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Re: Can runout or deflection cause a router to kickback?
« Reply #9 on: February 05, 2017, 12:51:04 PM »
I stopped on "routing left to right" and was trying to figure out if you were (in machining terms) climb or conventional cutting.  I have had much less success with climb cutting and if there's a safe way to do it I haven't yet learned it.  Your description, however, could be interpreted either way so it's hard to say if this is part of the problem.

I said "right to left" which is the conventional direction on a routing table, since the bit is facing up.  I also tried climb cutting as well. They were both tried using a spiral and two flute bit.  The amount of material to trim was about 1/16", which is hardly a lot to bite and even less when it is limited by bearings at the top and bottom.  Regardless, the bit throws the work piece the moment the bit touches it. 

I am siding with the bearings as the culprit.  Perhaps my eyes fooled me, but at one point a saw a significant wobble of the bit shortly after the work piece was kicked away.  Strange rattling noises can be heard as the router spinned down to a stop. 

Offline awemawson

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Re: Can runout or deflection cause a router to kickback?
« Reply #10 on: February 05, 2017, 01:30:44 PM »
Surely you would be able to feel significant play in the shaft if the bearings are bad enough to be causing your problem  :scratch:
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Offline seadog

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Re: Can runout or deflection cause a router to kickback?
« Reply #11 on: February 05, 2017, 03:41:33 PM »
I'd go for bearings too. The initial bite kicks the cutter away from the workpiece which, because of the speed involved, then throws the cutter deeper into the wood.

Offline sparky961

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Re: Can runout or deflection cause a router to kickback?
« Reply #12 on: February 05, 2017, 04:04:12 PM »
Still seems odd the part would get launched so quickly/easily.  Maybe too light a grip on the work piece due (understandably) to fear of the screaming router with spinning sharp tool right next to one's fingers?  This is one reason I suggested a video showing what's going on.

Offline RichardDepetris

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Re: Can runout or deflection cause a router to kickback?
« Reply #13 on: February 05, 2017, 04:05:56 PM »
Still seems odd the part would get launched so quickly/easily.  Maybe too light a grip on the work piece due (understandably) to fear of the screaming router with spinning sharp tool right next to one's fingers?  This is one reason I suggested a video showing what's going on.

Hmm. Thought about that as well, but I was able to use a round over on the same piece without issues aside from burning and tear out.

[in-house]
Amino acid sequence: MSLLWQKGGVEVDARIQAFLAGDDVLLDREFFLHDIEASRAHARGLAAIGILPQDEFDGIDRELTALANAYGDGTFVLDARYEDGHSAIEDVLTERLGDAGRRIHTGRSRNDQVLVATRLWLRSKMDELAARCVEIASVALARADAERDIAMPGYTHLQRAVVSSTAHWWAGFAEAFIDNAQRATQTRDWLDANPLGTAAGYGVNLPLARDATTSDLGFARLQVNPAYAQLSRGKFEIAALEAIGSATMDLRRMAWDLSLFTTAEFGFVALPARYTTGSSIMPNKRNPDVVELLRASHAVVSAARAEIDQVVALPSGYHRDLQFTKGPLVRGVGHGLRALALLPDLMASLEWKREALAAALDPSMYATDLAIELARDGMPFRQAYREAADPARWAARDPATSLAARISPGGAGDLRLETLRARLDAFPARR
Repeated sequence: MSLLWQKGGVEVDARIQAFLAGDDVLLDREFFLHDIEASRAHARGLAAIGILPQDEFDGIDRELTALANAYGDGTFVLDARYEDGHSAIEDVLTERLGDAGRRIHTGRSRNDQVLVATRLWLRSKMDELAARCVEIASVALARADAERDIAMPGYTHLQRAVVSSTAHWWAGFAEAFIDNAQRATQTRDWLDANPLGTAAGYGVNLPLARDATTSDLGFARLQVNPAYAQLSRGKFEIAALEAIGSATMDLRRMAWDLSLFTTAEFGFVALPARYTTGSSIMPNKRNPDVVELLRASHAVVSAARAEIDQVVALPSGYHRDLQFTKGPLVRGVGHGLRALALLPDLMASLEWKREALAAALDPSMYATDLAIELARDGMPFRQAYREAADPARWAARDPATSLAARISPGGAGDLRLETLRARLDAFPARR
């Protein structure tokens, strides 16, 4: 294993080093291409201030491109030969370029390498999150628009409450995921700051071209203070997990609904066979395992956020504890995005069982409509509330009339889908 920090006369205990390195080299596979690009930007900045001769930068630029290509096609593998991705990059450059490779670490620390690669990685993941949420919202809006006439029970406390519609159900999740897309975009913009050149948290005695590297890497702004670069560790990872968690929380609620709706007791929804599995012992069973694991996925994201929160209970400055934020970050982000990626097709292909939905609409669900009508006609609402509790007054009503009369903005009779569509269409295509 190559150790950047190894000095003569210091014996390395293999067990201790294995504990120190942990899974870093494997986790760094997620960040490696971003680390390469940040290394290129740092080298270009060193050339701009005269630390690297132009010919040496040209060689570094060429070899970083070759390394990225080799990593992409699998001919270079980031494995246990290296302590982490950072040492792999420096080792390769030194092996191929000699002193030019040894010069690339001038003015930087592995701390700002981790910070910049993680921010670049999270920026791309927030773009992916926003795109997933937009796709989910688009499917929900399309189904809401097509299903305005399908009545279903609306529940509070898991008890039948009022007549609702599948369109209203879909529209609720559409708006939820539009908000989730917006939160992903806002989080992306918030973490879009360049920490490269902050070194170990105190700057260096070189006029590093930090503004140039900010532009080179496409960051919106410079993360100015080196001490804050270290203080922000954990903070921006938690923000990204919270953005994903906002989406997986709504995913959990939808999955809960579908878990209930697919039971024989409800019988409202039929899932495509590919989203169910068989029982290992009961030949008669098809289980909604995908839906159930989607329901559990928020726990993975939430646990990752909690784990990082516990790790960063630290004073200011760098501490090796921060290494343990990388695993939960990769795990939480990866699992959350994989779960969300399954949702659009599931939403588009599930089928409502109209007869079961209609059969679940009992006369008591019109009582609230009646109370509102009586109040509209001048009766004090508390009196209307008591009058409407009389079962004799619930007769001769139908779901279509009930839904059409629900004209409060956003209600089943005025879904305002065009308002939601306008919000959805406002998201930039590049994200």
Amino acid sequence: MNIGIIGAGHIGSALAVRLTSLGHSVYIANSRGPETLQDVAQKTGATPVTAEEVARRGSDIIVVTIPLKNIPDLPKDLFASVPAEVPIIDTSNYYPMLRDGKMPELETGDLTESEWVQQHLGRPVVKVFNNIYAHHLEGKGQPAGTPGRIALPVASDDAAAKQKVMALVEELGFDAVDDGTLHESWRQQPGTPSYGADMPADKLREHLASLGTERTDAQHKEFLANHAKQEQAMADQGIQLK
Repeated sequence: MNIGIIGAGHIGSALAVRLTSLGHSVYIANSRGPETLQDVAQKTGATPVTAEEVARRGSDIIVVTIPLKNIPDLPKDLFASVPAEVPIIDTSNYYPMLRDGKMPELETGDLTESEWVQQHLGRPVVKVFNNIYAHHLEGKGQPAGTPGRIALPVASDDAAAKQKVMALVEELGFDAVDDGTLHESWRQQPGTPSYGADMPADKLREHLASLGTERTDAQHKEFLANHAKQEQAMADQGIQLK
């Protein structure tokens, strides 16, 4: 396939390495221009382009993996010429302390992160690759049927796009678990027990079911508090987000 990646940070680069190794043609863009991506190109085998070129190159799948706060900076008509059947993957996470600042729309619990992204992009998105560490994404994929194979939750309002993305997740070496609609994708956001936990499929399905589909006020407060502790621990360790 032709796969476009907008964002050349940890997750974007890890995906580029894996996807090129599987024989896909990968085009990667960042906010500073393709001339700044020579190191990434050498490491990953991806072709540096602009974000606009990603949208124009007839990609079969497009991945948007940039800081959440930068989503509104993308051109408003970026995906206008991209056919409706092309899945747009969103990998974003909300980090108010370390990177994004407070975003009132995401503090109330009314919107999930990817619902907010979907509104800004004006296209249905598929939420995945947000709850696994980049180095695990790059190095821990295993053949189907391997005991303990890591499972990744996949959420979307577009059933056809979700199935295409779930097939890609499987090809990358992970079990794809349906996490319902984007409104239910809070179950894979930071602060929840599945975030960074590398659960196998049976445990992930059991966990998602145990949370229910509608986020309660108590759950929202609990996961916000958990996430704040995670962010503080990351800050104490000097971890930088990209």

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Online PekkaNF

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Re: Can runout or deflection cause a router to kickback?
« Reply #14 on: February 06, 2017, 03:14:38 AM »
I bought a router and learning curve was steep and riddled with flying pieces and splinters.

If the router makes screaming or "brakes skidding" sound when it is winding down bearings are shot and needs to be replaced. On old router the grease has been expired long ago. often the bearing is a bit marginal for the rpm to start with. Note to myself: buy bearing for Festo. These are not normal RS sealed bearings, but they are noncontact seal types, or they would heat up in no time. Spare parts here the way to go and not "new old stock" but new-new. Bearings are shot way before you feel anythings, so probably it is not the bearings for kick back.

I'm just saying that that it takes a little time to get used to routing. Unlike metal, wood has a structure and it might dictate to climb mill, but you really have to be slow, controlled and delibrate or you will be performing some awkward new dance moves...

My first advice would be clamp the workpiece down like there is no tomorrow. Don't rout slender pieces. If you need a small piece, first rout it while it is nice big piece to clamp, then saw it of. Even a little bit vibration and it will bite and piece or router will ricochet.

Don't get greedy and hog out. Take small cuts.

Control the speed of the cut and soft initial touch. Or actually slow and delibrate initial touch. Also 800 w router with 5 mm bit will need completely different approach (easy to snap the small cutter) than 2 kw monster with big "disc".

And keep your all digitt up where you can see them.

But when it works. It makes a lot of stuff so easy and fast.

Pekka

Offline awemawson

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Re: Can runout or deflection cause a router to kickback?
« Reply #15 on: February 06, 2017, 03:30:44 AM »


But when it works. It makes a lot of stuff so easy and fast.

Pekka

And when you are using it, all the neighbours within a couple of miles will hear what you're up to  :lol:
Andrew Mawson
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Online PekkaNF

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Re: Can runout or deflection cause a router to kickback?
« Reply #16 on: February 06, 2017, 05:41:12 AM »


But when it works. It makes a lot of stuff so easy and fast.

Pekka

And when you are using it, all the neighbours within a couple of miles will hear what you're up to  :lol:

And if pieces ricochet, they will hear me bellowing on top of the screaming router while it is winding down. And then quiet.  :bang: :bang: :bang: :bang:

Pekka